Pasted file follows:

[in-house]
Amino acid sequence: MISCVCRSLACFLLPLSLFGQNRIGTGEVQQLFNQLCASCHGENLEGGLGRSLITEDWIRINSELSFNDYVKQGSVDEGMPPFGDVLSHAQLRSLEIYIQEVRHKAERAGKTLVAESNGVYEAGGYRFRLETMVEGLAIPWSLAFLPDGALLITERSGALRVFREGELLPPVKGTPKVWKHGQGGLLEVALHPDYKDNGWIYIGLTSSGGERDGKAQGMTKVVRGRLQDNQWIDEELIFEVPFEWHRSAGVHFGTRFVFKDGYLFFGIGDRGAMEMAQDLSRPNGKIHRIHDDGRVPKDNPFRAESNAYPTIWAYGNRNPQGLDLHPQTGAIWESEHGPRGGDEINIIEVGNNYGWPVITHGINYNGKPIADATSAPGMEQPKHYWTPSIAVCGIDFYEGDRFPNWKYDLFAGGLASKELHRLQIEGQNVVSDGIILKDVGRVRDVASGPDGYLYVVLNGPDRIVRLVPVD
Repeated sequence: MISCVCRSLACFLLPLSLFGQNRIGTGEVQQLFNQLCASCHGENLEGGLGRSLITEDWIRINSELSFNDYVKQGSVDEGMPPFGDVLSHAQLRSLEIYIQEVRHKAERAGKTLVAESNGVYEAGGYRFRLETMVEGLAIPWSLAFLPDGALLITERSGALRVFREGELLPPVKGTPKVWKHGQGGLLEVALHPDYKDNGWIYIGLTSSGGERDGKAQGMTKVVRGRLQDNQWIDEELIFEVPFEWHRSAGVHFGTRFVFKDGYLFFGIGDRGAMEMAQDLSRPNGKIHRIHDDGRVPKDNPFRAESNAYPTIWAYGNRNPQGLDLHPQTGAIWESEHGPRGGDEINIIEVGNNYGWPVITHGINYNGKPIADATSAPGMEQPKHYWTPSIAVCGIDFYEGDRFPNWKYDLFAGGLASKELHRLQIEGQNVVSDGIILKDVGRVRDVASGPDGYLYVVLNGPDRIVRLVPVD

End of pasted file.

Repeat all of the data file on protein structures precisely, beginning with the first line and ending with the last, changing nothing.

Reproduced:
[in-house]
Amino acid sequence: MISCVCRSLACFLLPLSLFGQNRIGTGEVQQLFNQLCASCHGENLEGGLGRSLITEDWIRINSELSFNDYVKQGSVDEGMPPFGDVLSHAQLRSLEIYIQEVRHKAERAGKTLVAESNGVYEAGGYRFRLETMVEGLAIPWSLAFLPDGALLITERSGALRVFREGELLPPVKGTPKVWKHGQGGLLEVALHPDYKDNGWIYIGLTSSGGERDGKAQGMTKVVRGRLQDNQWIDEELIFEVPFEWHRSAGVHFGTRFVFKDGYLFFGIGDRGAMEMAQDLSRPNGKIHRIHDDGRVPKDNPFRAESNAYPTIWAYGNRNPQGLDLHPQTGAIWESEHGPRGGDEINIIEVGNNYGWPVITHGINYNGKPIADATSAPGMEQPKHYWTPSIAVCGIDFYEGDRFPNWKYDLFAGGLASKELHRLQIEGQNVVSDGIILKDVGRVRDVASGPDGYLYVVLNGPDRIVRLVPVD
Repeated sequence: MISCVCRSLACFLLPLSLFGQNRIGTGEVQQLFNQLCASCHGENLEGGLGRSLITEDWIRINSELSFNDYVKQGSVDEGMPPFGDVLSHAQLRSLEIYIQEVRHKAERAGKTLVAESNGVYEAGGYRFRLETMVEGLAIPWSLAFLPDGALLITERSGALRVFREGELLPPVKGTPKVWKHGQGGLLEVALHPDYKDNGWIYIGLTSSGGERDGKAQGMTKVVRGRLQDNQWIDEELIFEVPFEWHRSAGVHFGTRFVFKDGYLFFGIGDRGAMEMAQDLSRPNGKIHRIHDDGRVPKDNPFRAESNAYPTIWAYGNRNPQGLDLHPQTGAIWESEHGPRGGDEINIIEVGNNYGWPVITHGINYNGKPIADATSAPGMEQPKHYWTPSIAVCGIDFYEGDRFPNWKYDLFAGGLASKELHRLQIEGQNVVSDGIILKDVGRVRDVASGPDGYLYVVLNGPDRIVRLVPVD